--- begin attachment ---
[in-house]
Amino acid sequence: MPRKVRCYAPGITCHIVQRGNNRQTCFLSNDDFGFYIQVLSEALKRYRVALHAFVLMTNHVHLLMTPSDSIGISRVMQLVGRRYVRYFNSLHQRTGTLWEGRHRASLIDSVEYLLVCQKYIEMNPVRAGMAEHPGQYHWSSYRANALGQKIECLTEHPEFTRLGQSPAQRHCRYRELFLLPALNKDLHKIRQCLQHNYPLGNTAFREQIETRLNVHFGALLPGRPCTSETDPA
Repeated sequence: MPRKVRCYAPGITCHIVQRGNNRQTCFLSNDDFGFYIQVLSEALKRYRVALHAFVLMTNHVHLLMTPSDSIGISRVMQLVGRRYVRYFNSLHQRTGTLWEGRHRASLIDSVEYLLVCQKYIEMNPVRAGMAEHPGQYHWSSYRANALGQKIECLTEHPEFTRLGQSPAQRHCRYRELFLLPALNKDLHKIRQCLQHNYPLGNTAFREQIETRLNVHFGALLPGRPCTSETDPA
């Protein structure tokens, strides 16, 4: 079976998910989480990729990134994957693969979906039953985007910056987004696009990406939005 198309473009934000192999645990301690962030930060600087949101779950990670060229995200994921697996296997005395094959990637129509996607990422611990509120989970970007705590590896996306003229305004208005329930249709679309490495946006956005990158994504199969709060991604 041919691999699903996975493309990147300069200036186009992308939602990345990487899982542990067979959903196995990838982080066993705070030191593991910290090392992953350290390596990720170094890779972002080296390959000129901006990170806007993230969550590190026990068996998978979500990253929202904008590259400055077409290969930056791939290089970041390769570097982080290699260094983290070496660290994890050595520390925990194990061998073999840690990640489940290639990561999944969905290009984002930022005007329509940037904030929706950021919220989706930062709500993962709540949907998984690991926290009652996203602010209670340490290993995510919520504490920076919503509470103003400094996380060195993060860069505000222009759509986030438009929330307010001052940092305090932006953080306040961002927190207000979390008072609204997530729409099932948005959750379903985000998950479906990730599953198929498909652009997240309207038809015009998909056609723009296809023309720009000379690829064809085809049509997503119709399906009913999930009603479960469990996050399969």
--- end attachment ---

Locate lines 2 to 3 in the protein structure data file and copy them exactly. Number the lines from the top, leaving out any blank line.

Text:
Amino acid sequence: MPRKVRCYAPGITCHIVQRGNNRQTCFLSNDDFGFYIQVLSEALKRYRVALHAFVLMTNHVHLLMTPSDSIGISRVMQLVGRRYVRYFNSLHQRTGTLWEGRHRASLIDSVEYLLVCQKYIEMNPVRAGMAEHPGQYHWSSYRANALGQKIECLTEHPEFTRLGQSPAQRHCRYRELFLLPALNKDLHKIRQCLQHNYPLGNTAFREQIETRLNVHFGALLPGRPCTSETDPA
Repeated sequence: MPRKVRCYAPGITCHIVQRGNNRQTCFLSNDDFGFYIQVLSEALKRYRVALHAFVLMTNHVHLLMTPSDSIGISRVMQLVGRRYVRYFNSLHQRTGTLWEGRHRASLIDSVEYLLVCQKYIEMNPVRAGMAEHPGQYHWSSYRANALGQKIECLTEHPEFTRLGQSPAQRHCRYRELFLLPALNKDLHKIRQCLQHNYPLGNTAFREQIETRLNVHFGALLPGRPCTSETDPA